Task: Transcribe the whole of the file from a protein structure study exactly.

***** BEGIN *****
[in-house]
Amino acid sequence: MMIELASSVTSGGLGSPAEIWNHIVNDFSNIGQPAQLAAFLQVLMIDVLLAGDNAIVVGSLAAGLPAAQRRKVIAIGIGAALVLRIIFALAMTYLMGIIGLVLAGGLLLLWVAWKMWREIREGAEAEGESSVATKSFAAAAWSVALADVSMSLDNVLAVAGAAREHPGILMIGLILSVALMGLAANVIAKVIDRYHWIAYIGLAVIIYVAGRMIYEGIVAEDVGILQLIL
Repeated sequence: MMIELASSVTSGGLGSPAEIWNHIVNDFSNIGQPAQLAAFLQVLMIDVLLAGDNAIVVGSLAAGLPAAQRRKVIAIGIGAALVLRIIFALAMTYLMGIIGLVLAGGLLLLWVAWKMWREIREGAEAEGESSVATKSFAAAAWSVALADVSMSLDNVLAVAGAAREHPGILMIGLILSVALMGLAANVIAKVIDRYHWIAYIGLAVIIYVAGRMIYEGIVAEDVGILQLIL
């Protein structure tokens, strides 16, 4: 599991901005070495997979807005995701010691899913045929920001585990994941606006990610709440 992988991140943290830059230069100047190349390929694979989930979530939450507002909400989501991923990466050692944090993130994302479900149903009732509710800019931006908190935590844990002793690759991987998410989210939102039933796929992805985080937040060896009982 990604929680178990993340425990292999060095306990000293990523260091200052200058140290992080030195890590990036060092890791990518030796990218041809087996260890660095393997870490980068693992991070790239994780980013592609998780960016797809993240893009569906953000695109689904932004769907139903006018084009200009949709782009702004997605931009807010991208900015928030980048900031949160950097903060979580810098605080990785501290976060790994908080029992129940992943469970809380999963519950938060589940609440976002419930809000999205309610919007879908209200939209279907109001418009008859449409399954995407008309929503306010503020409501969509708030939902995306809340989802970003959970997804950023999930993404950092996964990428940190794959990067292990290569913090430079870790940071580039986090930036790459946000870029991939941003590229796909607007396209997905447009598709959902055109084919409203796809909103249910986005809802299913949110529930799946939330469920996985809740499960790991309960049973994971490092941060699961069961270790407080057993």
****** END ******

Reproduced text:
[in-house]
Amino acid sequence: MMIELASSVTSGGLGSPAEIWNHIVNDFSNIGQPAQLAAFLQVLMIDVLLAGDNAIVVGSLAAGLPAAQRRKVIAIGIGAALVLRIIFALAMTYLMGIIGLVLAGGLLLLWVAWKMWREIREGAEAEGESSVATKSFAAAAWSVALADVSMSLDNVLAVAGAAREHPGILMIGLILSVALMGLAANVIAKVIDRYHWIAYIGLAVIIYVAGRMIYEGIVAEDVGILQLIL
Repeated sequence: MMIELASSVTSGGLGSPAEIWNHIVNDFSNIGQPAQLAAFLQVLMIDVLLAGDNAIVVGSLAAGLPAAQRRKVIAIGIGAALVLRIIFALAMTYLMGIIGLVLAGGLLLLWVAWKMWREIREGAEAEGESSVATKSFAAAAWSVALADVSMSLDNVLAVAGAAREHPGILMIGLILSVALMGLAANVIAKVIDRYHWIAYIGLAVIIYVAGRMIYEGIVAEDVGILQLIL
């Protein structure tokens, strides 16, 4: 599991901005070495997979807005995701010691899913045929920001585990994941606006990610709440 992988991140943290830059230069100047190349390929694979989930979530939450507002909400989501991923990466050692944090993130994302479900149903009732509710800019931006908190935590844990002793690759991987998410989210939102039933796929992805985080937040060896009982 990604929680178990993340425990292999060095306990000293990523260091200052200058140290992080030195890590990036060092890791990518030796990218041809087996260890660095393997870490980068693992991070790239994780980013592609998780960016797809993240893009569906953000695109689904932004769907139903006018084009200009949709782009702004997605931009807010991208900015928030980048900031949160950097903060979580810098605080990785501290976060790994908080029992129940992943469970809380999963519950938060589940609440976002419930809000999205309610919007879908209200939209279907109001418009008859449409399954995407008309929503306010503020409501969509708030939902995306809340989802970003959970997804950023999930993404950092996964990428940190794959990067292990290569913090430079870790940071580039986090930036790459946000870029991939941003590229796909607007396209997905447009598709959902055109084919409203796809909103249910986005809802299913949110529930799946939330469920996985809740499960790991309960049973994971490092941060699961069961270790407080057993």